Seeing the New Thing

As the new year starts (yet again!), I am more aware than ever that God’s  mercies are truly new and fresh each day.  “Because of the Lord’s great love we are not consumed, for His compassions never fail.  They are new every morning; great is Your faithfulness.”  (Lamentations 3:22-23) As the years pass, I continue to wrestle with myself: my own failings, doubts, and (sometimes senseless) rationalizations.  Often, it seems that I will NEVER  get out of the ruts I have plowed for myself.   Although God has helped me climb out — more accurately expressed, He has often dug and hoisted me out! — of the more self-destructive and perilous ruts in which I used to wallow, it seems there are other ruts that the wheels of my thoughts tend to favor:  the tendency to allow circumstances to dictate my priorities, the need to constantly evaluate my own worth, the lack of motivation to assert myself enough to make longterm changes that would be beneficial to me.

However, God’s Word says there is hope!  I don’t need to rely on my own energy; I need only lean hard on His mercy and His vision for my life.   Thankfully, He never gives up on me, in spite of the fact that I have often given up on myself!   Every day, He showers a generous dose of fresh mercy, fresh grace, fresh forgiveness, and fresh life — HIS life — on me, if I will only recognize and receive it.

Isaiah so aptly admonishes us:  “Forget the former things; do not dwell on the past.  See, I am doing a new thing!  Now it springs up; do you not perceive it?  I am making a way in the wilderness and streams in the wasteland.”  (43:18-19)  God Himself declares that He is doing a new thing.   He asks us to be willing to open our eyes and see what He sees.  He wants us to perceive what He is already doing.    He says He is making a way right there in the midst of the wilderness places of our lives, and He is providing water to drink, even in the dry places.   I guess my job is not so much to get myself out of the ruts as to focus on Jesus and ask Him to heal my vision.   Do I want to perceive the new thing He is doing?   Do I really want to?   Or do I secretly prefer my own tedious but familiar rut?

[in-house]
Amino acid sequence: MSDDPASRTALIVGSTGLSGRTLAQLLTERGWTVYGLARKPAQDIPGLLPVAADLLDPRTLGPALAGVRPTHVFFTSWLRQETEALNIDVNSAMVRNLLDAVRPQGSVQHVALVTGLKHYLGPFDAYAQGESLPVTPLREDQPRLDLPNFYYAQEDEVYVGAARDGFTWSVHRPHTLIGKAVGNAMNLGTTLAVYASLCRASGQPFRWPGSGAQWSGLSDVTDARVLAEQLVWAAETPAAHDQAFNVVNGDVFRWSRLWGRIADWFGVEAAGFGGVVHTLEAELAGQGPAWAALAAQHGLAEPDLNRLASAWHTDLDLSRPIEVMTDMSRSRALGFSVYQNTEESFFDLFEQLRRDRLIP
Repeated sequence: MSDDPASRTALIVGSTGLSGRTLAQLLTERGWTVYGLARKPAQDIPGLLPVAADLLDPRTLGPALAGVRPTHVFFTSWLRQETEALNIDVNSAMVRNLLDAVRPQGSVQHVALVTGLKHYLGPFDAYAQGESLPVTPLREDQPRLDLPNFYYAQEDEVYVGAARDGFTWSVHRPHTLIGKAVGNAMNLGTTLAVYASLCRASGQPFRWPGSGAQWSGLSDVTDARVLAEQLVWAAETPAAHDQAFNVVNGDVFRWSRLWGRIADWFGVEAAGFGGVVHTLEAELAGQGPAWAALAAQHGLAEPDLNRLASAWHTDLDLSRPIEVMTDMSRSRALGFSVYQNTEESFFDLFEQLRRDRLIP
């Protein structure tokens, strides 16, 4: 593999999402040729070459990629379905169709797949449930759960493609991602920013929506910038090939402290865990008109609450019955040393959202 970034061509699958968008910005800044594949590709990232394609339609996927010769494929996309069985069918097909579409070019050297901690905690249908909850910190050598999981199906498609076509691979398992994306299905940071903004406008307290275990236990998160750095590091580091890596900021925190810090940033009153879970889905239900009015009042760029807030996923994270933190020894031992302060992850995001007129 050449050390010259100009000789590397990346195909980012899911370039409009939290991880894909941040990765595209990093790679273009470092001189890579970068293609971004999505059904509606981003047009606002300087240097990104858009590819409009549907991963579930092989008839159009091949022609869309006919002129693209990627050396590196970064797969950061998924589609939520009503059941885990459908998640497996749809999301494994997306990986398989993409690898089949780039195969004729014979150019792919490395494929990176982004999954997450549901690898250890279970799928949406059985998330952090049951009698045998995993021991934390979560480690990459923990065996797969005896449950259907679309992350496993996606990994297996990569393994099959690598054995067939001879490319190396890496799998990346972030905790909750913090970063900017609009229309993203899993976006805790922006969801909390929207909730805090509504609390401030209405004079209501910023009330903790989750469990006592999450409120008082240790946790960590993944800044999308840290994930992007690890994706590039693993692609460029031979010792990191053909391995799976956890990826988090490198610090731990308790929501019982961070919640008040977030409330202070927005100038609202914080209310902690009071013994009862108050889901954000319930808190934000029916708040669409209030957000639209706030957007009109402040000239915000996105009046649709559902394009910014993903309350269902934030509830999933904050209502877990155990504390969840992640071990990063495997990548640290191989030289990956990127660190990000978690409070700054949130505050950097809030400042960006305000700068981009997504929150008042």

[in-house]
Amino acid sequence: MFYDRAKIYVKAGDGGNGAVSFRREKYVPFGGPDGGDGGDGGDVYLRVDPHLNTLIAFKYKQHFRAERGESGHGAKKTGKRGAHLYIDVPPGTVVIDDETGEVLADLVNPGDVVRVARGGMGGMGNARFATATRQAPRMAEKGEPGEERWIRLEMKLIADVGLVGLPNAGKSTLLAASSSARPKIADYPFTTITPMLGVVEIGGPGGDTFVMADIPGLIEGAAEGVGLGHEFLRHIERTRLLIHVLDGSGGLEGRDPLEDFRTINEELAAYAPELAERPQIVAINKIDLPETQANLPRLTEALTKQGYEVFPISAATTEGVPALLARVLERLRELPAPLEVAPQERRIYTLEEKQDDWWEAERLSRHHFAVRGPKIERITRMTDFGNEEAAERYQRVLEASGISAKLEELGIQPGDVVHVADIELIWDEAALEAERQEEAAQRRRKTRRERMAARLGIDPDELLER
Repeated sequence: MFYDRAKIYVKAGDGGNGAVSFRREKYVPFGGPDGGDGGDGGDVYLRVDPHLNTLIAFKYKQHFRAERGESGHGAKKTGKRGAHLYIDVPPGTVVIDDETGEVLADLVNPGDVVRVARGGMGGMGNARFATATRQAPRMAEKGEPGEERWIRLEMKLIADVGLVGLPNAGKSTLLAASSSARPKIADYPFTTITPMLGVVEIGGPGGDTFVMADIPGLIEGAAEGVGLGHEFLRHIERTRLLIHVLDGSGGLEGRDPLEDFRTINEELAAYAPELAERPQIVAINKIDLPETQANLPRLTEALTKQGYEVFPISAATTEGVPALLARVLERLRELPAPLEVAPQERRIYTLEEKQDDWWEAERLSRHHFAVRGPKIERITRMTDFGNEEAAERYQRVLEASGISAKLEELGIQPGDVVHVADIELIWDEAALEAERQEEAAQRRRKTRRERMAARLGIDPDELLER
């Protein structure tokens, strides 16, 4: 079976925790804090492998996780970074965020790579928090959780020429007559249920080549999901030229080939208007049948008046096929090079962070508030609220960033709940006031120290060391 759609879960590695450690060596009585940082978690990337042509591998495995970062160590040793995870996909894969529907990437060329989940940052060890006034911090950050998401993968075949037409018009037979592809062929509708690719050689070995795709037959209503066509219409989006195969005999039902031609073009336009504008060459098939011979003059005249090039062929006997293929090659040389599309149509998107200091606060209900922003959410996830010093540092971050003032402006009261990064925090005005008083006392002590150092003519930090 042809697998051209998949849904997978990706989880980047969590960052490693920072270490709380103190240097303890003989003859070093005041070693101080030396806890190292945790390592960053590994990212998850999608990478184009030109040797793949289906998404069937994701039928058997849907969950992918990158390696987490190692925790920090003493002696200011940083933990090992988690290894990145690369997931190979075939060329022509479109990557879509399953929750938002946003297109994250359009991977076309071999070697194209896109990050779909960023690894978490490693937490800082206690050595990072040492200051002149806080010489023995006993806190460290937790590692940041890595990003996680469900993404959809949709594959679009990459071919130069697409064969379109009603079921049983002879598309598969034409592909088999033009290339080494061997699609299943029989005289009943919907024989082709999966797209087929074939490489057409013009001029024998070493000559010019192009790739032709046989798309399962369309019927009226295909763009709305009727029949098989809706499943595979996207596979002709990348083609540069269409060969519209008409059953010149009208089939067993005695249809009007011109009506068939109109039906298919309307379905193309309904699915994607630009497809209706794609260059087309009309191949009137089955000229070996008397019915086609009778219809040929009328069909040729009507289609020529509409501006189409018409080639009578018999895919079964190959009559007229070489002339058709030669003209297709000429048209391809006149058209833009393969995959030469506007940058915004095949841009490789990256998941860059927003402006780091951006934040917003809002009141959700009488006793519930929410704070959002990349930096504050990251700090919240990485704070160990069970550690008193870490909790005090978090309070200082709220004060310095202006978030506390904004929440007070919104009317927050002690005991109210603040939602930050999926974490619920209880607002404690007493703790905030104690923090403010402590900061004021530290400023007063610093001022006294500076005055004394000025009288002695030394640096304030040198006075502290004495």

Father, deliver me from my own lack of vision — heal my blindness, and help me to perceive the new things you are already working in my life.   Give me YOUR vision, YOUR motivation, and YOUR incentive!   Empower me, Father, to walk in YOUR ways and to drink Your living water rather than wallow in my rut and drink from my stagnant cistern.   You are able and willing to make me willing and able!   So be it for 2011!   Praise God for fresh mercies for a new year!